'I'm sorry, we had a good look at our finances last night and we can't make it work in any real way. We know he's done a fantastic job so would be happy toput in what we can manage,which is £250. Who do you want me to the cheque to?'
and then breathe
Do Executiors tend to get this then? I never knew that
'That's very nice of you & Uncle Albert & Cousin Fred. Wish dh & I could afford to do the same!'
...& leave it at that.
"whilst I would love to give £1,000 gift I'm afraid we are unable to do so. We could stretch to a couple of hundred though"
Yep he volunteered to do it all. I think the others might think he's done more than he actually has and might think he's cleared the whole house. I'm the only one who's been to the house recently. Arrgh it is such a guilt trip!
I think its a bit of a mad idea from my other aunty and the other two who are her sons are just going along with it; DH doesn't think the executor will accept it either for what he's done! I was thinking a nice card and plant to be honest rather than a grand!
So take him for a nice meal then, even if you do it off your own back and the rest give money.
I thought that legally an executor couldn't be a beneficiary of the will.
I thought that as well. Isn't the point that the executor is not biased?
I don't think he should get £4000 extra on top. He'd be damn lucky to get an extra £1000. It's not your job to distribute funds. Let them get on with it if they want.
Sorry, ignore that - executors can be beneficiaries.
I think a small token of your appreciation would be fine - certainly not such a large sum as £1000 each. Your aunty has already provided an amount for the friend in her will.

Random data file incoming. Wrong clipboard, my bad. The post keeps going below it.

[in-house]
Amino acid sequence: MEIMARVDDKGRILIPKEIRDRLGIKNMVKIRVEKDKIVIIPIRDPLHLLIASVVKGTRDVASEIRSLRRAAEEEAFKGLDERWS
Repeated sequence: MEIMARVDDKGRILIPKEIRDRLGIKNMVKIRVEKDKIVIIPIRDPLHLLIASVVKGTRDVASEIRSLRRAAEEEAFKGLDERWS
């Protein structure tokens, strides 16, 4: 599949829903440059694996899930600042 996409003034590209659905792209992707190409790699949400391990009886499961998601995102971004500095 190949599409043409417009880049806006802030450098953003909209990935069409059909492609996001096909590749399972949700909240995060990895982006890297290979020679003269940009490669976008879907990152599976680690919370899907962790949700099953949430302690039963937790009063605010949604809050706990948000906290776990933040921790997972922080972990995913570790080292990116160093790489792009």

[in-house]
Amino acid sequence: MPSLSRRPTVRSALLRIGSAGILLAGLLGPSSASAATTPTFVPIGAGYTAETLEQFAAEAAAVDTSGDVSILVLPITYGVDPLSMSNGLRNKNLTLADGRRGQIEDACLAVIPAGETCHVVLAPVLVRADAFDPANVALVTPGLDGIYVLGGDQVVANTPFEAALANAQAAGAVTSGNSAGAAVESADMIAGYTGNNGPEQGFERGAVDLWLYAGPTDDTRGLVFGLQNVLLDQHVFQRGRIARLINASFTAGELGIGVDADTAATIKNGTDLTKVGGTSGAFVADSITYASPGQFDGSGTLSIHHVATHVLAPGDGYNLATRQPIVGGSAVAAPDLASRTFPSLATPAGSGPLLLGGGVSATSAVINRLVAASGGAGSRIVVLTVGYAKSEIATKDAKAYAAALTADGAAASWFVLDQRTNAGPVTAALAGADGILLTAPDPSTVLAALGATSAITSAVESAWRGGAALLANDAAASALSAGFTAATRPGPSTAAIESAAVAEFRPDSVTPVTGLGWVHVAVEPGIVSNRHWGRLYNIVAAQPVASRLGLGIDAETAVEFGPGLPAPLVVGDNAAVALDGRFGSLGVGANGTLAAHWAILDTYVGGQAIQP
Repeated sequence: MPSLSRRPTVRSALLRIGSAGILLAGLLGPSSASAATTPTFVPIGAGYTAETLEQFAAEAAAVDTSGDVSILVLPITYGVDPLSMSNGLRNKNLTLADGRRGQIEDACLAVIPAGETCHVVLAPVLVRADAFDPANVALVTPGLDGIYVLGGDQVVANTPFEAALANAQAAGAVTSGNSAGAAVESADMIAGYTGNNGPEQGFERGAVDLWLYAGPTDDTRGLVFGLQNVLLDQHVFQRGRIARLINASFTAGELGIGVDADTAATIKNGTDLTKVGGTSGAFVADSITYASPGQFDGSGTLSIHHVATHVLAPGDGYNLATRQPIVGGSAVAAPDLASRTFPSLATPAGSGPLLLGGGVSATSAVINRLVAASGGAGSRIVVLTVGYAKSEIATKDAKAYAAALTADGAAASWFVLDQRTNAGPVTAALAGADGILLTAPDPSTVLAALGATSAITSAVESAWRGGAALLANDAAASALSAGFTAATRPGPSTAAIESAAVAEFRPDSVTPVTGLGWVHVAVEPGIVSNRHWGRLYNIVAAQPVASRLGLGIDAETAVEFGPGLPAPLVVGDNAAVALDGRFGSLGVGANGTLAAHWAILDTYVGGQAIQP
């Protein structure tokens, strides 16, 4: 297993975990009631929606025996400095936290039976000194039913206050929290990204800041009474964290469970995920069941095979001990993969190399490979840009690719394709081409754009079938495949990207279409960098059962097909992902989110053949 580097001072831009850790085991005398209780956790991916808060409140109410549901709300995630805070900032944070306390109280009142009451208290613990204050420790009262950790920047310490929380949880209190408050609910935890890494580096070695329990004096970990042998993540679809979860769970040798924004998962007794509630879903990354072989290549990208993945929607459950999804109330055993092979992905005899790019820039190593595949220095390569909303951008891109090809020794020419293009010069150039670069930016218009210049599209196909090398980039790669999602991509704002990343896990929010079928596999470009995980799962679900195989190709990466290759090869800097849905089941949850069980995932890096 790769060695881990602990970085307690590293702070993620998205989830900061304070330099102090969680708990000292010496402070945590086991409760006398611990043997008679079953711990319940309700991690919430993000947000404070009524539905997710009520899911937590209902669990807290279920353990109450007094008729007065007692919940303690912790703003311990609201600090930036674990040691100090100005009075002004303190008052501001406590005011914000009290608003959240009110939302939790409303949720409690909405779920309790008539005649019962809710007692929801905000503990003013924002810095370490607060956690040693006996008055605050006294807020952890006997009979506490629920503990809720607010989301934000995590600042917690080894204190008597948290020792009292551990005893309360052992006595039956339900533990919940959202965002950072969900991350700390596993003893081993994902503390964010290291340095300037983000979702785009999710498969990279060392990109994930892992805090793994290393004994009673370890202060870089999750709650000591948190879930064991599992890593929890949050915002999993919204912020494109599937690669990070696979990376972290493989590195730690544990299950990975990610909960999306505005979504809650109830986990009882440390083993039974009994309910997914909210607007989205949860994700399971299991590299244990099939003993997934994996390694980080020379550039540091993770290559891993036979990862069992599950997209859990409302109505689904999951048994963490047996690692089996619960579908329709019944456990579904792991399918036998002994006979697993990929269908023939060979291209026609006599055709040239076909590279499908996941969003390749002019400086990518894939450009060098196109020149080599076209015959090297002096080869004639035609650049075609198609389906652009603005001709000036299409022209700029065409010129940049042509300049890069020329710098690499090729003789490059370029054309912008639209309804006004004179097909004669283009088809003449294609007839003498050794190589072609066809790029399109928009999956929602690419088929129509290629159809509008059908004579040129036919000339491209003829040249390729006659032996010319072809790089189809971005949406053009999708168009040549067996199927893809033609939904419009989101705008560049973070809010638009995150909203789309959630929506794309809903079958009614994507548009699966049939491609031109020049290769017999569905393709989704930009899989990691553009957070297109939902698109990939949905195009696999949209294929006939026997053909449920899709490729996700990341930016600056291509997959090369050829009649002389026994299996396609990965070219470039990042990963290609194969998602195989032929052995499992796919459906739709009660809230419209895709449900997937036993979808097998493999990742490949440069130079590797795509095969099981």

I agree with Wine, it's been a while since I've done my degree but IIRC, he can't be a benificiary, nor can he be paid for executing the will. He can, however, claim reasonable expenses.
I think I would ring up your other aunt and ask why she thinks the executor needs [definitely say 'needs' not 'wants'] more money than he was left in your aunt's will.
Try not to say too much - the ideal would be for her to end up saying 'Well, I just thought it would be good if we all matched that amount as we are getting so much... maybe he doesn't actually need that money... maybe we could just match the amount as a group...' The best way would be for her to persuade herself IMO. If she really won't budge, you just need to explain that you really can't pay that much, but want to pay an equal share of what you give. But I'd try to avoid going there if you can.
You could for your own peace of mind get a quote from a house clearance guy as well as to what they would charge for 4 days' clearance work.
There's also the question of whether he was left £1000 as a friend, or to cover his work as an executor. TBH I think £1000 is more than enough for what he's done.
Ah have just looked it up. It's a witness that can't be a beneficiary.
As you were
I just checked and I was wrong. Apparently executors can be beneficiaries - it's witnesses to the will that can't.
I am currently an executor to my brother's will and I am not a beneficiary and certainly wouldn't accept anything from the beneficiaries for doing it as apart from anything else, I would see it as being contrary to his wishes as to how he wanted things disposed of.
My FIL has just acted as excuter for MIL's Dad, they didn't get any extra money for helping (just the pre agreed amoun to each sibling). I think he's lucky to get £1000 on top of £1000!
Thanks for all the replies - I am going to go with the can't afford it line as it can't be argued against. I am afraid if I say that I don't think he's done that much I will only end up sounding mean. I guess its up to the others how they spend their money! My aunt did say she wanted the amount to come from all of us, so I know she'll be upset with me, but never mind. She's 86 herself so it will be a difficult conversation.... the others are just going along with her I think to avoid upsetting her.